The two British volunteer rescue divers who found a Thai soccer team trapped in a flooded cave network are well acquainted with harrowing rescue attempts.
John Volanthen and Richard “Rick” Stanton are expert cave divers skilled in navigating perilous underwater passages, a colleague says – and they’ve been called abroad before to help with difficult rescues.
On Monday, Volanthen and Stanton found 12 boys and their soccer coach alive some nine days after the team went missing – up to 1 kilometer underground in a narrow cave system in northern Thailand.
“Many people are coming,” one of the divers told the group. The men reported their discovery to Thai authorities running the search, and Thai Navy SEALs have been tending to the soccer team while officials develop plans to extricate the group.
The BBC reported that Volanthen is an IT consultant from Bristol, and Stanton is a retired firefighter from Coventry.
Both have extensive cave diving experience and are members of a volunteer team – the British Cave Rescue Council – that makes itself available for rescue efforts around the world, BCRC liaison officer Chris Jewell said.
Jewell talked to both men on Monday night, after they exited the cave.
“Rick and John installed a guideline – a line that can then be subsequently followed by the Thai Navy SEALs,” Jewell said in a Skype interview with CNN from Manchester, England.
The men left behind a couple of lights and some food before heading back, Jewell said.
“Rick and John have now stepped back from operational diving whilst the Thai Navy SEALs continue to conduct work in the cave, making multiple trips to the boys to drop off supplies and look after them whilst they plan the extraction,” he said.
’Few cave divers in the world have (their) skills’
Both men have been honored for their previous rescue work.
In October 2010, the volunteers were called to France, where they tried to find a diver who didn’t re-emerge after exploring a submerged cave more than a kilometer long.
Any exploration was difficult, requiring specialized equipment and “lengthy, planned decompression stops,” an account from the UK’s Royal Humane Society said.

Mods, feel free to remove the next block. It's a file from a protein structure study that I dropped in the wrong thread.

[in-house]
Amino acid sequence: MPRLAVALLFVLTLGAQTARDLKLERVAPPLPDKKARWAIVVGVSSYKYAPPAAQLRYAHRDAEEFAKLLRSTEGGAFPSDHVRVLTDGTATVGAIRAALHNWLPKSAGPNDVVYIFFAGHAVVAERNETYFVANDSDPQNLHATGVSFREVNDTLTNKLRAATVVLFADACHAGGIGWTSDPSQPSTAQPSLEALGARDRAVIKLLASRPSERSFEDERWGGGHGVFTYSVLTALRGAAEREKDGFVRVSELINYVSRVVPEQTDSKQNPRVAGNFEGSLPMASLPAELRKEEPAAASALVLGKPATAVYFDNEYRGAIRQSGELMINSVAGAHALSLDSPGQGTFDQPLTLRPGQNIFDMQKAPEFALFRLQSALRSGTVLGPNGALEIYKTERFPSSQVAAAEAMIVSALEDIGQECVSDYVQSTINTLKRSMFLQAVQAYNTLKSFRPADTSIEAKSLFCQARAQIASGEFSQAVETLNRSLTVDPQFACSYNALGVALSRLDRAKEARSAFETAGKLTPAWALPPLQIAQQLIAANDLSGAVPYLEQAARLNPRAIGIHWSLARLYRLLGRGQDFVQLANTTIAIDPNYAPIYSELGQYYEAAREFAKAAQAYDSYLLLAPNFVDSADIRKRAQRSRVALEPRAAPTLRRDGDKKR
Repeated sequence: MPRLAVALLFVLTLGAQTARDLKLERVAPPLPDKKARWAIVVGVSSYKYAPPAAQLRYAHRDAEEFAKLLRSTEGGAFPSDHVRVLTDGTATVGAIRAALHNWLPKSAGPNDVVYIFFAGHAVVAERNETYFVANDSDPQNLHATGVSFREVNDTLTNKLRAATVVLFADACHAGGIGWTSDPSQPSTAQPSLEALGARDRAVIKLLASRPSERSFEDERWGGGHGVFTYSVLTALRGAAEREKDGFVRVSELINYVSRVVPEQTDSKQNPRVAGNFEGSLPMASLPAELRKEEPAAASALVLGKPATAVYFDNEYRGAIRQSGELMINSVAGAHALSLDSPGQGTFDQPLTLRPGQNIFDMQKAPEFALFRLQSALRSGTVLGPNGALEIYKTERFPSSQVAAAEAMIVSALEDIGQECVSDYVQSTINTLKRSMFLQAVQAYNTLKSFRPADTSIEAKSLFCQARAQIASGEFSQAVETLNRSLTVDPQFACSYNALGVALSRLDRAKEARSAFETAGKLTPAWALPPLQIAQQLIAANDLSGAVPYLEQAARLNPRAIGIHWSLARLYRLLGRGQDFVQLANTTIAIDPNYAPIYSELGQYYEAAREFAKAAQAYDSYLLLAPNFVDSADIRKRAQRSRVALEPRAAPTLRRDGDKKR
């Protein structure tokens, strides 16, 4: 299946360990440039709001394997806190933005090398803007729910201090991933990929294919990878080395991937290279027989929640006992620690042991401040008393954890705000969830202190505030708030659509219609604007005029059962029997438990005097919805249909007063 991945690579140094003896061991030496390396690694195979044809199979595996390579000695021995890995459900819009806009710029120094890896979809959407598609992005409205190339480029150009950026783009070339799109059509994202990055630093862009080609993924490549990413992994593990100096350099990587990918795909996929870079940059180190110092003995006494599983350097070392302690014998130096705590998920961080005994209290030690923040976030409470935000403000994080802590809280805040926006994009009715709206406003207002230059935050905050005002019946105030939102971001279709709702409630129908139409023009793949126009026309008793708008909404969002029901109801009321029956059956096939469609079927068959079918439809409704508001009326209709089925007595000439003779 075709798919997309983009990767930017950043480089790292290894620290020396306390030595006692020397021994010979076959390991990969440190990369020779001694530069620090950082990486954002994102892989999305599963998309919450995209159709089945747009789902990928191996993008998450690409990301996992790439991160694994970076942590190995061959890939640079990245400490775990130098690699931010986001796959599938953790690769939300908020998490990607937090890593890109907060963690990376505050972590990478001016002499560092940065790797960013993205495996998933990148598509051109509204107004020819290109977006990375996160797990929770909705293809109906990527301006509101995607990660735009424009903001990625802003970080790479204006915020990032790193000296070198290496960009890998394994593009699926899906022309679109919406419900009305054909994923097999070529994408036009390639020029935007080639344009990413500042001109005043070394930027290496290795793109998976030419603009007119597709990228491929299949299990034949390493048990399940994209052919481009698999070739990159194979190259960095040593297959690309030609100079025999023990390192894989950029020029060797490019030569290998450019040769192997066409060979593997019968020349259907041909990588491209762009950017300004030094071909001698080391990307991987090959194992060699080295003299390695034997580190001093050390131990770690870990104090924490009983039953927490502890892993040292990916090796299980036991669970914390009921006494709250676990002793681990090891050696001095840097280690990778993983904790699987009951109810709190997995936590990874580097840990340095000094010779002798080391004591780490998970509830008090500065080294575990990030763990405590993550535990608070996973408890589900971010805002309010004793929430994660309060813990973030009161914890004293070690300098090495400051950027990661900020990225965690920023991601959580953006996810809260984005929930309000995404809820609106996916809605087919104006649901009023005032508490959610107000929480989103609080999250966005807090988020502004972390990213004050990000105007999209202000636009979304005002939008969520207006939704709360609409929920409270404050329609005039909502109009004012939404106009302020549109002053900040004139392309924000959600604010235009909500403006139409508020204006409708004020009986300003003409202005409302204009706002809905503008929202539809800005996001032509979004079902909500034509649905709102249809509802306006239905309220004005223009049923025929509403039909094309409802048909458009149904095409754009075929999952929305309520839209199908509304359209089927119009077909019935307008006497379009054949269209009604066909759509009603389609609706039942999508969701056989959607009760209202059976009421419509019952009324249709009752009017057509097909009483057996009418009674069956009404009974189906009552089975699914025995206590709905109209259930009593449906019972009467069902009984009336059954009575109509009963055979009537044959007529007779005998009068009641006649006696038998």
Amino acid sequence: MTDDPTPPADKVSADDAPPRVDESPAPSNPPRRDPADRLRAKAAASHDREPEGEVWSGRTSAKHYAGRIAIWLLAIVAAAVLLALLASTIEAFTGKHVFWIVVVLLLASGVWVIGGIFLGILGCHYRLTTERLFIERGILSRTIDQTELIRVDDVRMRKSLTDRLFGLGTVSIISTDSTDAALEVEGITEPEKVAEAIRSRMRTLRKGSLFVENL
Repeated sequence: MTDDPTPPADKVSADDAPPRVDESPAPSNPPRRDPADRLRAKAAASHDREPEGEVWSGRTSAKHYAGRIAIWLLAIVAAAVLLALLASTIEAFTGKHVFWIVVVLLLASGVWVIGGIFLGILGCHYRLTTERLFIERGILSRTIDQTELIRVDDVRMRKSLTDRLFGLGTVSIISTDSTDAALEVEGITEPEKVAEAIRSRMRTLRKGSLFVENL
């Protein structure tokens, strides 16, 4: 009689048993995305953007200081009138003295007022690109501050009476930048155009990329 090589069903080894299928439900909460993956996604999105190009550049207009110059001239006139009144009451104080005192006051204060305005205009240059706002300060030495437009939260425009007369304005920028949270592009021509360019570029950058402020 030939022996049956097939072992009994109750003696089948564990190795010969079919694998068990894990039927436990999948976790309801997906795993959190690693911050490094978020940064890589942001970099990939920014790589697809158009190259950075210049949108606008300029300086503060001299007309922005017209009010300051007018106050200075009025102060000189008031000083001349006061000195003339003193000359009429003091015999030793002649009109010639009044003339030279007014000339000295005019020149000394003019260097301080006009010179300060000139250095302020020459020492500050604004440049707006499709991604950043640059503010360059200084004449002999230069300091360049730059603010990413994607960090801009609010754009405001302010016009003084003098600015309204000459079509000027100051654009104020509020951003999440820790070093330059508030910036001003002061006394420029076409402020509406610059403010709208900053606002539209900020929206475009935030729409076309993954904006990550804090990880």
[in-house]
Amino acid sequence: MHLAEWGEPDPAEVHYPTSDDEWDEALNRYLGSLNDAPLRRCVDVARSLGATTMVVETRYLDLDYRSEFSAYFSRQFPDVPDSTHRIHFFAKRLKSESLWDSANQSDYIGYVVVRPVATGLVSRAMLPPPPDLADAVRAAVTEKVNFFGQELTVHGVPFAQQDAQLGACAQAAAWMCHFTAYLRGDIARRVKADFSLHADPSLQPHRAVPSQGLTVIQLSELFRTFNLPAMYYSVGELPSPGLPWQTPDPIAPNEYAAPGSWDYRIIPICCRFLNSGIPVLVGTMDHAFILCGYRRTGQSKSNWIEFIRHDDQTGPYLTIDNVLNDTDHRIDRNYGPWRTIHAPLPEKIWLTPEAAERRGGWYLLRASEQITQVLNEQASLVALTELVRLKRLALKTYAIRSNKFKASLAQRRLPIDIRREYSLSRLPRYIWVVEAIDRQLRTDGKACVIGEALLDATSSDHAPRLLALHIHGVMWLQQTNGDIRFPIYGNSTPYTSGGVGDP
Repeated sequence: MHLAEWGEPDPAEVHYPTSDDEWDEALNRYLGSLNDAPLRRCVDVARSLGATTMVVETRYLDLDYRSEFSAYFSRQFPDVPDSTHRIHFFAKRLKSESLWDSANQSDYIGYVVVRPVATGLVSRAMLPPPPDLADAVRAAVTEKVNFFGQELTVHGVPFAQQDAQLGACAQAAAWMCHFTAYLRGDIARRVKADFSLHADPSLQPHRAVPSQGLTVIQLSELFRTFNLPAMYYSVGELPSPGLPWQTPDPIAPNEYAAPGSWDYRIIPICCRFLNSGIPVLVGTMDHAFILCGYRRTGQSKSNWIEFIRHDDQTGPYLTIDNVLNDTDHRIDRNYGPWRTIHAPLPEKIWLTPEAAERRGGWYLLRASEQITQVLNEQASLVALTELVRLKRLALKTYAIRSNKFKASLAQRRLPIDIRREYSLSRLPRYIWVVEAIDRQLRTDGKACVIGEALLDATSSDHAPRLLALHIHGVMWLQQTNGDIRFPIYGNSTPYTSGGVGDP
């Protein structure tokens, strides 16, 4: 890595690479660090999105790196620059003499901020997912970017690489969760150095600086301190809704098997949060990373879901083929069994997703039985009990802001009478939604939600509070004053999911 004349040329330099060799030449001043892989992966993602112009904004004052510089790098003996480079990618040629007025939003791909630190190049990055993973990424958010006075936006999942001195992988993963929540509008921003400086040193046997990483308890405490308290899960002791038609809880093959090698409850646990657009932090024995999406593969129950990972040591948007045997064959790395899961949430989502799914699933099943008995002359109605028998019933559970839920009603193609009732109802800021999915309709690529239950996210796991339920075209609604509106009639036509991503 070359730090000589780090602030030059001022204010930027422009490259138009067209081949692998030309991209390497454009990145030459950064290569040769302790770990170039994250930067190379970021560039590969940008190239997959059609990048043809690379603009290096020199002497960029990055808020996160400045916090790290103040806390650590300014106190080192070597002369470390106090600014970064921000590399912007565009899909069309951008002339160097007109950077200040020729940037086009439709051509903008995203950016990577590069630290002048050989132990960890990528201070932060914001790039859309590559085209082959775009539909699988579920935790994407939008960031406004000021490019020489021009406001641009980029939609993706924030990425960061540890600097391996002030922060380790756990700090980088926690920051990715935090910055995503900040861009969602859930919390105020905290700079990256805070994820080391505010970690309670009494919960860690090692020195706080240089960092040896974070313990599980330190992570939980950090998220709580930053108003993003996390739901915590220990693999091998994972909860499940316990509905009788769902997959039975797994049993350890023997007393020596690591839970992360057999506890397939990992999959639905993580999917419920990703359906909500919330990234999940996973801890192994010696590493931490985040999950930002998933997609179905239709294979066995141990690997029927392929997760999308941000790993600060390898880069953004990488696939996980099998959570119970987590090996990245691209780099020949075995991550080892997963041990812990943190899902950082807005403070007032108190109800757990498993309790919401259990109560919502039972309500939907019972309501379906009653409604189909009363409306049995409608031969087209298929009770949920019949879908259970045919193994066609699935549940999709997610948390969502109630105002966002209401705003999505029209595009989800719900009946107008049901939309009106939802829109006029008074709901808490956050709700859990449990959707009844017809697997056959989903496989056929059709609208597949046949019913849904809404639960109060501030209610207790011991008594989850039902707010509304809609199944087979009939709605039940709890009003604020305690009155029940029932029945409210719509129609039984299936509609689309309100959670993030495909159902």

The missing man had been the only person to ever explore the chamber beyond 700 meters, and he was trying to go beyond that when he disappeared.
“Few cave divers in the world have the skills and equipment to follow this man, and the nearest were Richard and John,” the society’s account said.
After multiple dives, Volanthen and Stanton found a way past a blockage and discovered the diver’s body.
Princess Alexandra awarded them a Royal Humane Society medal at Buckingham Palace for the rescue attempt in 2012.
Stanton also helped with a rescue of 13 British cavers in Mexico in 2004, the BBC reported. The firefighter was made a Member of the Order of the British Empire at the end of 2012 for services to local government.
’A gnarly dive’
Their skills were on display Monday. One of the divers described their work in an email to a BCRC official.
“The description in his email was it was a bit of a gnarly dive, which means there were complications and problems,” said Bill Whitehouse, the council’s vice chairman. “Quite a strong flow, current, so they’re having to swim against the current and pull themselves along the walls. The visibility in the water wouldn’t have been very good.”
Volanthen’s mother, Jill Volanthen, told the BBC she had “absolute pride” in her son’s work, and she felt “absolute relief” for the children.
“But I don’t think it’s all over yet. Let them get them out first,” she said of the trapped team.
CNN’s Phil Black, Becky Anderson and Barbara Arvanitidis contributed to this report.